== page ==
Not Optional

Telling your boss isn’t enough: Suspected child abuse must be reported to the state.
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Posted December 28, 2011 by LINDA LABEAU in News

As the Fort Worth school district struggles with its latest scandal — this one involving Dunbar High School — it’s apparent that some officials in the district are unclear on the concept of what they are required to do when child abuse is suspected. Failing to understand this puts both our children and school personnel at risk — the one at risk of abuse, the other at risk of breaking the law themselves by their failure to act.

AbuseCertainly by now Fort Worth district administrators are aware that the principal at Dunbar has admitted to pinching the nipples of male students and photographing some of them shirtless. As a registered nurse, psychotherapist, and mediator who has worked off and on with students for the last 40 years, I can clearly state that there is no option in a situation like this: School officials must make a report to the Texas Department of Protective and Regulatory Services and allow that agency to investigate. Whatever personnel actions the district decides to take as a result of these revelations is separate from making that all-important report to the state. This requirement is made clear by the Texas attorney general’s office, on its web site, and also on the web sites of teacher organizations.

We all have the responsibility to protect our children from harm, and adults should understand this. Every parent and neighbor, every teacher, nurse, counselor, and paraprofessional needs to learn the legal requirements to report suspected abuse — whether physical, mental, emotional, or sexual — and how to properly make such a report.

If any form of abuse to a child younger than 18 is suspected, you must report that abuse or neglect to authorities by calling the Child Abuse Hotline at 800-252-5400 or by calling a local law enforcement agency.

The school district may require teachers to report suspected abuse to a supervisor, but let’s be clear — that is not legally sufficient. The law requires reporting suspected abuse to TDPRS within 48 hours — and school district rules may not undermine that. Failure to report is a misdemeanor punishable by imprisonment of up to 180 days and/or a fine of up to $2,000. Additionally, professionals who fail to report can lose their professional licenses and could be sued.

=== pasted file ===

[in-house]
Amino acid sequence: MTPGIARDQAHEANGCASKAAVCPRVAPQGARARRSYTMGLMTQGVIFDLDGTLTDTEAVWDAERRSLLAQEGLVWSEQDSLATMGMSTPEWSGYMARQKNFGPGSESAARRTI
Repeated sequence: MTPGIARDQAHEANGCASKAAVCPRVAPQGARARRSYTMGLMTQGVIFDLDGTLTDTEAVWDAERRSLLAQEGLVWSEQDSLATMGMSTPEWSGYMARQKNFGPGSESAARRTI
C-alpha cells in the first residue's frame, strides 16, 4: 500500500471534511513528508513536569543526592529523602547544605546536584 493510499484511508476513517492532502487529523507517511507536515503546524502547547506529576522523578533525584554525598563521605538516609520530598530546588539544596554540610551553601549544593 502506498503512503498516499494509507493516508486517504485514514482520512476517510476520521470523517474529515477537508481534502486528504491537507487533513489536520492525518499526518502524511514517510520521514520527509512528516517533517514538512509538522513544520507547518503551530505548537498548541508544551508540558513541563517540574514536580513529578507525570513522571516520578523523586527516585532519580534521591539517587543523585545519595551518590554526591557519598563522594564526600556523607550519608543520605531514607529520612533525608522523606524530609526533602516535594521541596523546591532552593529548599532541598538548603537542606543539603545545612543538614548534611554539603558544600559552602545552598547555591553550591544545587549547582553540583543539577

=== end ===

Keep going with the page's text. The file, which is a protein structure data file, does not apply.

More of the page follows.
Note that those who report possible child abuse are not required by law to investigate the situation or to confront the alleged abusers. What child protection officials need is as many facts as you can provide — the victim’s name, address, and contact information; the name of the school the child attends; how you know or are related to the child; and whether the child has reported the abuse to anyone else. It is also helpful to repeat, objectively and as close to verbatim as possible, whatever the child told you.

Even if your information does not result in decisive action by the investigator, it could help establish a pattern of behavior, if there is another outcry by the victim.

State law and Texas Education Agency rules also require school districts to develop policies and provide continuing education on child victimization and reporting rules. The current scandal here and the consequences to the staff at Penn State University both demonstrate the consequences of schools trying to “handle” such matters internally.

Clearly the district’s old way of handling child abuse cases has placed first-responders — teachers and counselors — in jeopardy as well as the victims. Fort Worth school officials have a duty to implement improved policies that fulfill what is required by law and TEA regulations.

Attempting to protect an employee’s career while ignoring or downplaying child abuse allegations is downright wrong. This is not about protecting anyone’s career. It is about protecting the students from inappropriate behavior by an adult in a role of authority toward children. District administrators must make protecting our children their first priority.

In the last four decades, I have twice had reason to report child abuse to a state protective agency because of what I learned in a professional role. In one case I felt relieved to be able to hand on the responsibility; in the other, I was desperate to help a young woman in my family.  While both situations were difficult, I was glad I made the reports. It was the right thing to do. And it was my duty.

Linda LaBeau has helped to represent key whistleblowers in school-related cases.


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